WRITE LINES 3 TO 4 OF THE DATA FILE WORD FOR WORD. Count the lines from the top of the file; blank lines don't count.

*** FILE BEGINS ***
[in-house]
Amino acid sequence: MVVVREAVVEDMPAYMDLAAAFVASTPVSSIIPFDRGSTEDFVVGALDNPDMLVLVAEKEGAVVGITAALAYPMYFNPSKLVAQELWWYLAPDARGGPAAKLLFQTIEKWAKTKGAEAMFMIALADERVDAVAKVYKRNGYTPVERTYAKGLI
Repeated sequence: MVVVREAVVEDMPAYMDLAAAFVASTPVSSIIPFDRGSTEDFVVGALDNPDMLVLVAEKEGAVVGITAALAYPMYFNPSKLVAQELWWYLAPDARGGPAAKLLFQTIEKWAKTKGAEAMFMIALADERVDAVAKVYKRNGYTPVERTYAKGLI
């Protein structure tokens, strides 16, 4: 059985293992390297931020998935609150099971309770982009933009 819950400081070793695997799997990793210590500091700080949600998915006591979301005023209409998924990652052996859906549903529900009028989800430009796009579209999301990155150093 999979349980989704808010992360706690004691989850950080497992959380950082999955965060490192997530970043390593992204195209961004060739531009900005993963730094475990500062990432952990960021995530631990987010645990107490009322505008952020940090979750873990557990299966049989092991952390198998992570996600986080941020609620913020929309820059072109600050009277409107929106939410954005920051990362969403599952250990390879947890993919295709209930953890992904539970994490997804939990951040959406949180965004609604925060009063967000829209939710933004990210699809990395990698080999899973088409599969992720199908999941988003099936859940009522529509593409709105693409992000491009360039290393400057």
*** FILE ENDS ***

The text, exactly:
Repeated sequence: MVVVREAVVEDMPAYMDLAAAFVASTPVSSIIPFDRGSTEDFVVGALDNPDMLVLVAEKEGAVVGITAALAYPMYFNPSKLVAQELWWYLAPDARGGPAAKLLFQTIEKWAKTKGAEAMFMIALADERVDAVAKVYKRNGYTPVERTYAKGLI
């Protein structure tokens, strides 16, 4: 059985293992390297931020998935609150099971309770982009933009 819950400081070793695997799997990793210590500091700080949600998915006591979301005023209409998924990652052996859906549903529900009028989800430009796009579209999301990155150093 999979349980989704808010992360706690004691989850950080497992959380950082999955965060490192997530970043390593992204195209961004060739531009900005993963730094475990500062990432952990960021995530631990987010645990107490009322505008952020940090979750873990557990299966049989092991952390198998992570996600986080941020609620913020929309820059072109600050009277409107929106939410954005920051990362969403599952250990390879947890993919295709209930953890992904539970994490997804939990951040959406949180965004609604925060009063967000829209939710933004990210699809990395990698080999899973088409599969992720199908999941988003099936859940009522529509593409709105693409992000491009360039290393400057």